If you have mice and don’t like the thought of killing mice in your removal process, our humane mouse traps are a smart choice. These traps are designed to catch mice humanely, without harming them, so you can release them far from your home or commercial space (so they cannot find their way back). The traps can be used repeatedly, making them worth the investment.
A low-profile no-kill mousetrap constructed with durable galvanized steel for long-lasting use.
Using Our Humane Mouse Trap Products
A few pointers to get the most out of a live mouse trap:
MOST IMPORTANT: Always read and follow the product instructions.
Once you’ve discovered a mouse infestation, do your best to sanitize your house or commercial space. When food sources become scarce to the mice, they will be more likely to take any bait you place in the live mouse trap. Consider leaving the trap unset until after the mice take the bait the first time to increase the odds that they will come back and be caught.
Place the trap or traps lengthwise against the wall or object about 10 to 15 feet apart.
Use plain mouse bait such as peanut butter. Place a small dab inside the chamber or on the ramps to encourage mice to come inside.
Make sure that once the trap has caught a mouse that you release it well away from your house, as these creatures can cover a surprisingly large distance when searching for food and shelter, and if you do not take the mice far enough away you could easily be working against yourself in the long run when the mice return.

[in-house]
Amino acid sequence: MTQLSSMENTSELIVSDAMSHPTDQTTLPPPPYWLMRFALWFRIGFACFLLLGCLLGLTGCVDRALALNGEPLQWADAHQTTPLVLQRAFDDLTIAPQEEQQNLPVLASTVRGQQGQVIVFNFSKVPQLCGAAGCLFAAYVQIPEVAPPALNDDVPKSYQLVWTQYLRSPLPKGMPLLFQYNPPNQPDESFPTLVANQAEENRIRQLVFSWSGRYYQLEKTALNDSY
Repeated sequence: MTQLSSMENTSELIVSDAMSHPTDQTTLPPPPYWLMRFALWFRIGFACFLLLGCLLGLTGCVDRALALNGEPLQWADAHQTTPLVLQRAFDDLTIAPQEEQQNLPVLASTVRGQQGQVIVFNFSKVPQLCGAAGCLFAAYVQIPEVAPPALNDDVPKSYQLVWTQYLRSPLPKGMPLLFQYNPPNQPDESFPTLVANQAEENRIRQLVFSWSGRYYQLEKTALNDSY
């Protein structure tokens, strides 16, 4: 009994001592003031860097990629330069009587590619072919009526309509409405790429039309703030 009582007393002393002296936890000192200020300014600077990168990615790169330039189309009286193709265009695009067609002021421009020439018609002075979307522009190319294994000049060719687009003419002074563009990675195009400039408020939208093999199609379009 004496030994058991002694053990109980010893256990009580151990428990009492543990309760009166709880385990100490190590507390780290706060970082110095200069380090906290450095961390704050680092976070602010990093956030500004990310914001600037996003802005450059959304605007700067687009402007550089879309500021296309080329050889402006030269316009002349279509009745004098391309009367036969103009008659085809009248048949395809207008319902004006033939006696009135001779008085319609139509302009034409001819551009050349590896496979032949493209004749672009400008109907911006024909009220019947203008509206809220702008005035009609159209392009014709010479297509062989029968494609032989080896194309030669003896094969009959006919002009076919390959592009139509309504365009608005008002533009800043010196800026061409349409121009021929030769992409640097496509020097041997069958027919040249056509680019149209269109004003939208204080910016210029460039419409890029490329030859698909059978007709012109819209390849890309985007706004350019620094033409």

A typical house mouse is very small and can fit through holes as tiny as the diameter of a quarter. Normally a consumer of nuts, seeds, and grains, house mice move indoors during the winter months and will eat anything, including human and pet food. House mice contaminate food and any surfaces that they come into contact with, making them a significant health hazard to humans and pets.
Mice will usually travel no more than 30 feet from their burrow or nest, making it easy to target them once signs of mouse activity have been discovered. Mice like to stay hidden, meaning they will travel along walls and under furniture or other objects to remain out of sight. Mice are curious creatures and might be suspicious of new objects in their territory, but after a few days should be comfortable enough to try and enter the trap.